By the Davenport Institute
When people think of government, they often focus on slow, rigid, and unresponsive bureaucracies that fail to adequately address the problems they are tasked with. While this stereotype may not be completely undeserved, the past year has shown the innovative capacity of local governments across the nation.
Almost by definition, local institutions are better prepared and situated to respond to the needs of those they serve than the state or federal government. When local governments prioritize public engagement, physical proximity paired with understanding the history and culture of the community allows local leaders to comprehend the challenges facing their neighbors, as well as what solutions are realistic. This particular knowledge is what has allowed local governments to innovate in the midst of dramatic change, bringing cities together during a time when they may otherwise fall apart.
At the onset of the COVID-19 pandemic, countless cities ranging from Boston, MA all the way to Los Angeles, CA created dashboards and portals to provide residents with up-to-date information regarding how the pandemic was affecting their community. Places like Baltimore, MD and King County, WA went a step further in sharing information about food distribution sites, transportation assistance, public safety, and more.
While the creation of these platforms may seem minimal, they allowed local government leaders to build trust through transparency. COVID-19 guidance and relief from the federal government has proven to be inconsistent at best, so local accountability has been instrumental in the success of cities responding to the pandemic.
This has become even clearer as time has passed, with citizens focusing more on what’s happening in their neighborhoods and cities. Though “innovative government” may seem like an oxymoron, there are numerous examples of cities rapidly adapting to the needs and circumstances of their communities.
When California shut down indoor dining and other activities last summer, cities like San Diego and Poway reached out to the community and did their best to soften the financial blow of the lockdowns. San Diego Mayor Kevin Faulconer signed executive orders allowing restaurants to expand outdoors without additional permitting, and even designated city streets to be closed so restaurants could safely add outdoor seating. Faulconer also opened city parks for gyms and churches to continue services outdoors, which was a huge relief for those looking to maintain their physical and spiritual health.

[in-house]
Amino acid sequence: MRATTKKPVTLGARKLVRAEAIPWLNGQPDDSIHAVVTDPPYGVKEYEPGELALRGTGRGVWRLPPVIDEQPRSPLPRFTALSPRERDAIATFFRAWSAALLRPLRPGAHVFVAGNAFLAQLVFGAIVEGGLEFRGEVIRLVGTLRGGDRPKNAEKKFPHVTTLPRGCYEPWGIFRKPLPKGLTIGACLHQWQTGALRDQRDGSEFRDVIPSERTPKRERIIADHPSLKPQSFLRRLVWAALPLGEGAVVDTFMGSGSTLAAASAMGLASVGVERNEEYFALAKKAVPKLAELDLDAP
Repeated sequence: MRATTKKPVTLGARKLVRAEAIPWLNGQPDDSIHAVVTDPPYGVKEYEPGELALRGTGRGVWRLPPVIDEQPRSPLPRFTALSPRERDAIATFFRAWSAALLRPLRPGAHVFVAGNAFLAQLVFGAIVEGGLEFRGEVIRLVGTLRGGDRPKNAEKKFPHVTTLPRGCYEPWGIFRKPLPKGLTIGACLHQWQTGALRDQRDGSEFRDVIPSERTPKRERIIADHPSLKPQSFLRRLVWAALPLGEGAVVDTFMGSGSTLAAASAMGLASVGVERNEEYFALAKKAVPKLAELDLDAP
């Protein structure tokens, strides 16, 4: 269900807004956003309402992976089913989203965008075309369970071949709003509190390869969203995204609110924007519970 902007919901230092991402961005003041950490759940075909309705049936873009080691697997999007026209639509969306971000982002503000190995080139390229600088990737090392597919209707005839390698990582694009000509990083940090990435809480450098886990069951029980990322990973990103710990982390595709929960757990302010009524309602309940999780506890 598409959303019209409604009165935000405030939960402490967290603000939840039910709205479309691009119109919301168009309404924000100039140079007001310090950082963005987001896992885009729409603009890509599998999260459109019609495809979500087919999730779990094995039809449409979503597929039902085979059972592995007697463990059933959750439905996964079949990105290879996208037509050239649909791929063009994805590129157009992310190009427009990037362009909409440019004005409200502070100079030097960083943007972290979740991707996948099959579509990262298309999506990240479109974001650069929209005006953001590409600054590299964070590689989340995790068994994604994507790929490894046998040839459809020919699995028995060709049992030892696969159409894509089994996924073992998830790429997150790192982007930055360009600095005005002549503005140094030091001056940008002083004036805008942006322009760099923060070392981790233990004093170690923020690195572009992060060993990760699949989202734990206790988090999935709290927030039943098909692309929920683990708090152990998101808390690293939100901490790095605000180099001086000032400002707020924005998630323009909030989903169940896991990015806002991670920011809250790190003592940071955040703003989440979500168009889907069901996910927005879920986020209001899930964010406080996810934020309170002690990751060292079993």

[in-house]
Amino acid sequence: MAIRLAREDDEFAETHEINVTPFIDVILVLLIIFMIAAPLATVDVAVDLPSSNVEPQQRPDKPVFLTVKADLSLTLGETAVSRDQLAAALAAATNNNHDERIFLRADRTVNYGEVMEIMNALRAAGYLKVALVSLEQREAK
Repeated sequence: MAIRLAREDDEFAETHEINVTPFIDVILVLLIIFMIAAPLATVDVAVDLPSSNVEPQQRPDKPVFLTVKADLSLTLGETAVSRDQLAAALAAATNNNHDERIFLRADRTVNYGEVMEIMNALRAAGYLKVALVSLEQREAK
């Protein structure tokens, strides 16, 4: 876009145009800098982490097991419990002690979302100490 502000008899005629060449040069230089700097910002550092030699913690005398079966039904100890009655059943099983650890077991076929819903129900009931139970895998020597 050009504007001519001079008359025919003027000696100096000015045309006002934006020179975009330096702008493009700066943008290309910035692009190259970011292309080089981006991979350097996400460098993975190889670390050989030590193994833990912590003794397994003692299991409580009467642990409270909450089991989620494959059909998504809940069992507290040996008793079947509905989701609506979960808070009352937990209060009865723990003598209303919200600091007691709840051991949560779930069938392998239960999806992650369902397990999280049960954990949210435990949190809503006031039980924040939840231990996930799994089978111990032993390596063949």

In Poway, the City Council and Mayor Steve Vaus coordinated similar efforts, offering picnic tables for businesses to use and creating a Shared Outdoor Space Initiative that allowed worship activities and fitness groups to proceed safely. Residents were extremely grateful for these efforts and understood their local government officials to be working for—rather than against—them.
More recently, Grover Beach, CA began its #BuyLocal program as part of its “ongoing efforts to stimulate the economy, retain local jobs, and help small businesses recover and thrive.” When a customer spends $100 at a local small business, they receive a $25 gift card to a participating Grover Beach business. City Manager Matt Bronson has been instrumental in launching this program, and his role in the Davenport Institute for Public Engagement and Civic Leadership has certainly shaped his approach to connecting with the Grover Beach community. The initiative is just one of many ways that local leaders have adapted to the needs of the community while building trust and social cohesion.
These local governments—and others across the country—have shown that government can be innovative when it prioritizes engaging with the community. Their efforts have certainly resonated with residents, who see their local leaders responding to their needs and doing what they can to help.
About Davenport Institute
Since our founding as a multi-partisan and non-profit organization in 2005, The Davenport Institute (formerly Common Sense California) has worked to engage the citizens of this state in the policy decisions that affect our everyday lives. It is our firm belief that, in today’s world of easy access to information, and easy connectivity to others, California’s municipal and education leaders are seeking ways to involve the residents of their communities in the important issues they confront. Done legitimately, this new kind of leadership produces better, more creative policy solutions and better, more engaged citizens committed to the hard work of self-governance.